Bench Memos

St. Paul Abandons Suit for Fear of Winning

It takes some doing to explain how abandoning your case because you think you might win it is consistent with a lawyer’s duty to be a zealous advocate. But the City of St. Paul did just that in a discrimination suit whose absurd contours only highlight the danger of a liberal philosophy so obsessed with fighting theoretical discrimination that it actually hurts disadvantaged minorities in the name of equality.

The case is Magner v. Gallagher, in which St. Paul had attempted to enforce its housing code through taking such controversial actions as addressing rodent infestation, fixing heating systems, and improving sanitation. Outraged landlords, not content to comply with the housing code, sued, claiming that enforcing the code raised prices for their minority tenants.

The Eighth Circuit found that there was no evidence of intentional discrimination motivated by race. However, under current law, plaintiffs need only prove “disparate impact” on minorities, which simply requires a statistical showing that the city’s policies disproportionately hurt minorities, without any intentional discrimination on the part of the government.

On Friday (the biggest news day of the week in the Obama administration), the City of St. Paul, requested that the Supreme Court dismiss its case in Magner within weeks of oral argument because — get this — they were afraid they would win. That’s right, the city was afraid its arguments against using disparate-impact analysis were so strong that the Supreme Court might eliminate that theory of discrimination altogether.

Now why would the City abandon a winning argument? Because the Department of Justice told them to. As did former vice president Walter Mondale, the ACLU, and the NAACP. The city’s willingness to be steamrolled on this casts doubt on its ability to represent its citizens’ best interests and the lengths that the DOJ will go to in order to protect the constitutionally dubious legal bludgeon known as the “disparate impact” standard. 

The liberal interest groups pressuring St. Paul weren’t doing so out of the goodness of their hearts. Both DOJ and outside groups profit from the “disparate impact” standard. It allows them to continue litigating the Fair Housing Act when most violations no longer involve clear cut cases of intentional discrimination. Everyone should be celebrating the success that the Manhattan Institute has also recently identified in a study showing that “American cities are now more integrated than they’ve been since 1910.”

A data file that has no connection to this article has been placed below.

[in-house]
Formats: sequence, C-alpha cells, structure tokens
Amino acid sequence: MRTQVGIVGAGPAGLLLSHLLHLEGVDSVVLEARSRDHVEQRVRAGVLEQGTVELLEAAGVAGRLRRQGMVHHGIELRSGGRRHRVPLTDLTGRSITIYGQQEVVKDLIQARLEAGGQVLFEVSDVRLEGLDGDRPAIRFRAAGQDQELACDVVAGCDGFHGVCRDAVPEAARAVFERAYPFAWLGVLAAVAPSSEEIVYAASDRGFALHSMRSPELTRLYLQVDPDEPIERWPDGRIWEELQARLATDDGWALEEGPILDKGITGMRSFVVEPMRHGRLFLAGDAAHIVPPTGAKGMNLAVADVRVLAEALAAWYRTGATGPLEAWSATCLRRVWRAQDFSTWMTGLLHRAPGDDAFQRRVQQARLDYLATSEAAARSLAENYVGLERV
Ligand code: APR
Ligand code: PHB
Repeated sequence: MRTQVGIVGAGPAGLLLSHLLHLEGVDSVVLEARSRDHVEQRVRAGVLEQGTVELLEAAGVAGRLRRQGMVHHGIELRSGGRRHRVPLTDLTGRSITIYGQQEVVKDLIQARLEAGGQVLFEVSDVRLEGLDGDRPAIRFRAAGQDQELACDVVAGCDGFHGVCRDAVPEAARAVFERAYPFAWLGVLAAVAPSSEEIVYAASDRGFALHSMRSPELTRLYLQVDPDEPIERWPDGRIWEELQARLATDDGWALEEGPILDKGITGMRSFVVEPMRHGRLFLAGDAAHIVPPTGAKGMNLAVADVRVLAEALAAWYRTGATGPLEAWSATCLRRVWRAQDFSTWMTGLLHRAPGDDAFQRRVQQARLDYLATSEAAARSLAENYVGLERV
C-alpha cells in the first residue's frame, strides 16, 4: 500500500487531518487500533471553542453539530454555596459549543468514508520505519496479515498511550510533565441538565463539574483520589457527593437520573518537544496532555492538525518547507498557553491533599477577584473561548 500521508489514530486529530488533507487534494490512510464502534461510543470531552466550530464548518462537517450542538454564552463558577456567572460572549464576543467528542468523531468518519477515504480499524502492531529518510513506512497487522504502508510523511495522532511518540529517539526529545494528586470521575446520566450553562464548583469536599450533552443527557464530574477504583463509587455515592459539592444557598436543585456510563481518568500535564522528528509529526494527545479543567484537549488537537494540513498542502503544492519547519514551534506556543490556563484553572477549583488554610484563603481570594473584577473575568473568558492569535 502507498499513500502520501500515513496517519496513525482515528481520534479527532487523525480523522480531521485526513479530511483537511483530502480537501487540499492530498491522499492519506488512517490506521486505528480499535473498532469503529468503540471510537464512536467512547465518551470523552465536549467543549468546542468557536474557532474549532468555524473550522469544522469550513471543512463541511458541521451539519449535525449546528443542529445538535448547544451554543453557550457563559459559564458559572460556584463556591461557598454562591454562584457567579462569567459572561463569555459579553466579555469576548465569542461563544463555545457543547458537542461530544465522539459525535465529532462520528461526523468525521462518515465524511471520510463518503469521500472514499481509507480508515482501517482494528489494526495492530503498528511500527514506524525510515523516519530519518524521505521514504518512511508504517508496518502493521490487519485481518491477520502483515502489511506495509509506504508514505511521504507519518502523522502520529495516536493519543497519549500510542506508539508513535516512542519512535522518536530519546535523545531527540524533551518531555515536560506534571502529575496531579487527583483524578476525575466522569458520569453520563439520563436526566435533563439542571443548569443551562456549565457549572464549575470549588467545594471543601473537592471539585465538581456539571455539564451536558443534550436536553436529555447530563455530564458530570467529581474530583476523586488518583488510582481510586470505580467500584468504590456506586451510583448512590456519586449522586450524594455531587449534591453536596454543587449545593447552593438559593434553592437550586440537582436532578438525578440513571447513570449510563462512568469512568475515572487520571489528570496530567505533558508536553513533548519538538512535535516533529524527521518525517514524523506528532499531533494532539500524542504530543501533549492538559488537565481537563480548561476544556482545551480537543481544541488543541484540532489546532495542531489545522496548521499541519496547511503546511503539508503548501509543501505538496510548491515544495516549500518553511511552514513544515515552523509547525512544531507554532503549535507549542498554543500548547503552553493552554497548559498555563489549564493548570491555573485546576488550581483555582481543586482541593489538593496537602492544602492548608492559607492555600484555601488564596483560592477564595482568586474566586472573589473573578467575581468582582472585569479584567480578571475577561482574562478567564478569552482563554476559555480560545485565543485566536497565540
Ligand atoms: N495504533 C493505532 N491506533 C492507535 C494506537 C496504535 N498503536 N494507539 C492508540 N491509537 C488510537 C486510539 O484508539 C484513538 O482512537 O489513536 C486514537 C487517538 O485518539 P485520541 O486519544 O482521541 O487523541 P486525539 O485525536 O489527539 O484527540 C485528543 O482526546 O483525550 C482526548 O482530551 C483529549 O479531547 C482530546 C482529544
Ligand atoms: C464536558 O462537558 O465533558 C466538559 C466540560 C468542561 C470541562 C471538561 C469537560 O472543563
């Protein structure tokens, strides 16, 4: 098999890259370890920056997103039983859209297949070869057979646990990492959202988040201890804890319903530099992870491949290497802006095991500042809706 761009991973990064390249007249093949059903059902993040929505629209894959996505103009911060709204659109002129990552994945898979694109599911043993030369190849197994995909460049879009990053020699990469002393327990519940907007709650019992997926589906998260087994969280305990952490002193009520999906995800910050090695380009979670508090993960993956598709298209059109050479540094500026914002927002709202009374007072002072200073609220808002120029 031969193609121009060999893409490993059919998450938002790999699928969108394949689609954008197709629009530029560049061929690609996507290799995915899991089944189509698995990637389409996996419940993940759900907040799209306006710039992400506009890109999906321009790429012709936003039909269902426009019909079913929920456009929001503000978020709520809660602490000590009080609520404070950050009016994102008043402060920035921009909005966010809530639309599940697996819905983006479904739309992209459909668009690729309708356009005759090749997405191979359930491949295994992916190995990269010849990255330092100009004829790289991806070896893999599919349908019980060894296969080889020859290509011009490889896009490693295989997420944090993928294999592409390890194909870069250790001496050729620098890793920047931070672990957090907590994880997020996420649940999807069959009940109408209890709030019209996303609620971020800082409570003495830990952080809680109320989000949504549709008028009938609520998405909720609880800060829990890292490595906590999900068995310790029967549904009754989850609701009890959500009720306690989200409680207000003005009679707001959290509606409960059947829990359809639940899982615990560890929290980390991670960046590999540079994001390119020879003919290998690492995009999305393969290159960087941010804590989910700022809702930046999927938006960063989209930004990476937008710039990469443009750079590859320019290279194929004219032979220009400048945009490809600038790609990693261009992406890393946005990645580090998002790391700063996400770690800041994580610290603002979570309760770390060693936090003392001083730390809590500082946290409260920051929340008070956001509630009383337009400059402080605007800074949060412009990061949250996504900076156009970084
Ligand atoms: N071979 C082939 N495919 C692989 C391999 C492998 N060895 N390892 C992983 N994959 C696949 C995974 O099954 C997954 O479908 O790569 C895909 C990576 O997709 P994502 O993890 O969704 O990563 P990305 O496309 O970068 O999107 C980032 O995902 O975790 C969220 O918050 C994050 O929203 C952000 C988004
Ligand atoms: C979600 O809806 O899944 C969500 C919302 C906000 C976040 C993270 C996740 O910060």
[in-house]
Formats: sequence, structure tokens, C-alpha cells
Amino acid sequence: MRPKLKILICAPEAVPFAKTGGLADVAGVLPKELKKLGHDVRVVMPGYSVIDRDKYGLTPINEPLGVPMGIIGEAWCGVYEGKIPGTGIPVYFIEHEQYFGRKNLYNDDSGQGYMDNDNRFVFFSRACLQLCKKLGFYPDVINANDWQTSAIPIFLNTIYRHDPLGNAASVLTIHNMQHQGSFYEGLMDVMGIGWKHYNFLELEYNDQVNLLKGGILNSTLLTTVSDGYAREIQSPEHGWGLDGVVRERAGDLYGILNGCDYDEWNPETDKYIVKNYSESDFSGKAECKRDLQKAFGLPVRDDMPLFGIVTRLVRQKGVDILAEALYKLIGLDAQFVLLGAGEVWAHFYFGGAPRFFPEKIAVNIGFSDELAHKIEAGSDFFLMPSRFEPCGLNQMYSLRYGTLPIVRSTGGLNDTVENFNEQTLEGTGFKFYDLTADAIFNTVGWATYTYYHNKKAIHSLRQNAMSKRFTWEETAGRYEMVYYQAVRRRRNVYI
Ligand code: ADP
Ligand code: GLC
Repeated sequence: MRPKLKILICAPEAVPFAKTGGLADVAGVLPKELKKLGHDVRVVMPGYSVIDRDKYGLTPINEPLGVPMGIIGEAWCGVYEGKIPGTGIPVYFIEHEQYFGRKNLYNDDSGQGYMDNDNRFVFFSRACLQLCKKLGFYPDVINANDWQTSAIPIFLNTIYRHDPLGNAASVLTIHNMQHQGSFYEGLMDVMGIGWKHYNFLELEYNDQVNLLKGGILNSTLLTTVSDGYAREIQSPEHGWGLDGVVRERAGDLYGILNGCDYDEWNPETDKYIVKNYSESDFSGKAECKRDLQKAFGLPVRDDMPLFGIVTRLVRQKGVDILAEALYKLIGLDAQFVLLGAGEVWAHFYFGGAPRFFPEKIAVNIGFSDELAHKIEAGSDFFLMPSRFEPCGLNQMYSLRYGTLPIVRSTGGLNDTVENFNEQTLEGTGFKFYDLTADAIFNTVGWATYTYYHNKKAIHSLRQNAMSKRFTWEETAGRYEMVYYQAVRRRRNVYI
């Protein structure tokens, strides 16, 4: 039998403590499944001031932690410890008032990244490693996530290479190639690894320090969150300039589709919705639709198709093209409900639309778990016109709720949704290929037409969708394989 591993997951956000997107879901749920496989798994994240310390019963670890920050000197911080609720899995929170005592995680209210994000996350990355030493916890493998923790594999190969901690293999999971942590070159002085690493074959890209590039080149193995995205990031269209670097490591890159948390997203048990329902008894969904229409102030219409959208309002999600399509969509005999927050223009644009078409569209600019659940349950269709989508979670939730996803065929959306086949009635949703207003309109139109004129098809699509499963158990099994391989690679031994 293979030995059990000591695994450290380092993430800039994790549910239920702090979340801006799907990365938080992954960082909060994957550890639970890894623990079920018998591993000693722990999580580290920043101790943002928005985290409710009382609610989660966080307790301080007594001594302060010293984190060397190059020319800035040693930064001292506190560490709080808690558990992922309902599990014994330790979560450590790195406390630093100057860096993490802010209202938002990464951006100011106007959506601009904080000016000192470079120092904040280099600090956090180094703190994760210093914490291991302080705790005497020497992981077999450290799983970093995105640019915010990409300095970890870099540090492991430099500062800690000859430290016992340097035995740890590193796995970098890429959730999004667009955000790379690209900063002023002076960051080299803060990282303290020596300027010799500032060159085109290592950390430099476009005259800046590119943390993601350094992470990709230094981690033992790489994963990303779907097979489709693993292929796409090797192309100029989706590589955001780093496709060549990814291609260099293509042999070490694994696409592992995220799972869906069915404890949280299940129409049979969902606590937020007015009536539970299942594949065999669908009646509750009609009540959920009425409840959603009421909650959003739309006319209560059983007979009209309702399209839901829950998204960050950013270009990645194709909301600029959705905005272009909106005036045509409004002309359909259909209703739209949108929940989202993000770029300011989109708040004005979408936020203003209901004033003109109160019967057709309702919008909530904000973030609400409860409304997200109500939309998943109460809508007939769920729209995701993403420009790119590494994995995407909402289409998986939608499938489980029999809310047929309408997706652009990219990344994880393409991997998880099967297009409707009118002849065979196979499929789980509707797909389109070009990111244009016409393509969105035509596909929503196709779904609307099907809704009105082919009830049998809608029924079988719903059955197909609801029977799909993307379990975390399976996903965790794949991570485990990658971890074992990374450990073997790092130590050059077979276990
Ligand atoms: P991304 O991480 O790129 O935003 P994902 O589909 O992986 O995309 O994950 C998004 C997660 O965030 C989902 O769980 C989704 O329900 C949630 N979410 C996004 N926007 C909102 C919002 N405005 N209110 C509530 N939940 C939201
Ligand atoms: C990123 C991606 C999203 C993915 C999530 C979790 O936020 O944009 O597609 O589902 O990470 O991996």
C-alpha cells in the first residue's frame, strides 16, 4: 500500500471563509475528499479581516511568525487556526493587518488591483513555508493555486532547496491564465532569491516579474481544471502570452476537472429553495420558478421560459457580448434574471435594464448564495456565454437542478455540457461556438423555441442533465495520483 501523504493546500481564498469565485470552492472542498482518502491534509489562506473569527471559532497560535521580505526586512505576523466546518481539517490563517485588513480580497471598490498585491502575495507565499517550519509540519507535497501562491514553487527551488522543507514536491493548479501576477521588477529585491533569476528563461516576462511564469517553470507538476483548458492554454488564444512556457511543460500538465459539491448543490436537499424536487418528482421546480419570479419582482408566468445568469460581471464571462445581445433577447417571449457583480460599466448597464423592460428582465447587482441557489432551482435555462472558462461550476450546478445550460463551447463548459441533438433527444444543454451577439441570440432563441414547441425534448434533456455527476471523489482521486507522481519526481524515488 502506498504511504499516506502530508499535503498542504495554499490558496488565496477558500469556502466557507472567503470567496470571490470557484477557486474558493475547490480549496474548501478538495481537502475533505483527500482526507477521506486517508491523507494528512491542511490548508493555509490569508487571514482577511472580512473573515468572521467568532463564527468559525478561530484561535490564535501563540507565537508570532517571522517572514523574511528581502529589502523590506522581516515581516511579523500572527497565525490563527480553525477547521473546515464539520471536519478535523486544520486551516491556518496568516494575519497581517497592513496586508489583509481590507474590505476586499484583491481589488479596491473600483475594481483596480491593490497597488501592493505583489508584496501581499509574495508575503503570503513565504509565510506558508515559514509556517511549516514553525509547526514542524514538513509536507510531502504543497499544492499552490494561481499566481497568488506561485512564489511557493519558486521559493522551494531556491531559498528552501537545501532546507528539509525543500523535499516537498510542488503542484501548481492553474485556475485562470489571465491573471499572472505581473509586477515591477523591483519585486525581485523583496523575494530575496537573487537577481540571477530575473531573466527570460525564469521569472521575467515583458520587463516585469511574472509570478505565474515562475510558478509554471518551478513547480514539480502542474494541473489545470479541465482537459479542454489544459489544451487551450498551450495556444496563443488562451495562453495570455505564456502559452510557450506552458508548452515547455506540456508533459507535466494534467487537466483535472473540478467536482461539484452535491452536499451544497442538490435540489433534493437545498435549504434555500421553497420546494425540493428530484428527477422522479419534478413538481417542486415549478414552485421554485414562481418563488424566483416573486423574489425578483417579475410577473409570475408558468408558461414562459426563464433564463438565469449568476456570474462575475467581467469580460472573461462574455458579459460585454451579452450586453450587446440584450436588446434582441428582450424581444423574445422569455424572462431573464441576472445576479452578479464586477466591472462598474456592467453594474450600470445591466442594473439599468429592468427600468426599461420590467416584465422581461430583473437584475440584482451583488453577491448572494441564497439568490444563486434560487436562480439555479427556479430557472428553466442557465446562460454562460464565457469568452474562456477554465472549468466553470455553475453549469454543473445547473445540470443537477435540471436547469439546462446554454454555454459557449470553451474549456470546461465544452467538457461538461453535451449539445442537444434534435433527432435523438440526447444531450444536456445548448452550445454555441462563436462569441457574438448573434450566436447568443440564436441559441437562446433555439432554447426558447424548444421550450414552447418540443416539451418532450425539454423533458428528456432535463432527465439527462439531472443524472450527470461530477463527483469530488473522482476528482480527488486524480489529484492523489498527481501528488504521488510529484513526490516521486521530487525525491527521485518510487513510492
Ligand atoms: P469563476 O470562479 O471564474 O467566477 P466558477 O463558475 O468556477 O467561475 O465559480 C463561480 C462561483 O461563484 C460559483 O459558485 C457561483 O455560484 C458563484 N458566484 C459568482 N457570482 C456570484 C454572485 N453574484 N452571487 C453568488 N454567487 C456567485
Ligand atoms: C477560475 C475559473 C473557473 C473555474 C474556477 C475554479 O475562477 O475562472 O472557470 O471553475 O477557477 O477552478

But for many liberal interest groups, Fair Housing Act litigation is their bread and butter, so finding a new source of violations is essential to their own survival, and disparate-impact analysis provides just that.

Disparate impact is also a source of funding for these same interest groups. For example, up until now, the DOJ’s threat of “disparate impact” litigation has forced banks to settle lawsuits rather than risk the racist label. Since there are only statistics and no actual victims in these cases to receive damages, money from the settlements flows back into these special-interest-group organizations, including the many revamped successors to ACORN. Representative Lamar Smith, Senator Grassley, and multiple federal judges have highlighted this problem.

 Instead of punishing clear cut instances of discrimination, the “disparate impact” cases, protected by the DOJ’s political involvement in cases such as this, use statistics to punish organizations for using racially neutral standards. Making the law too sympathetic for actionable discrimination, without clear-cut evidence of intentional discrimination, has unintended consequences. Refusing to enforce the housing code for fear of statistical liability hurts the poor, who must live in the uninhabitable locations. Elsewhere, employers could replicate Ricci v. DeStefano, where employers were so worried about “disparate impact” liability that they discriminated against white and Hispanic firefighters who passed a qualifying test in higher rates than blacks.

If there are racial problems with housing, address them through legislation. The DOJ and far-left organizations should not use litigation threats to force legal settlements and the courts to jam a legislative agenda down the throats of the public, especially while using a legal tool that even its supporters acknowledge has dubious constitutional foundations. The constitution shouldn’t be reduced to a mere hurdle to jump in pursuing a partisan political agenda.  


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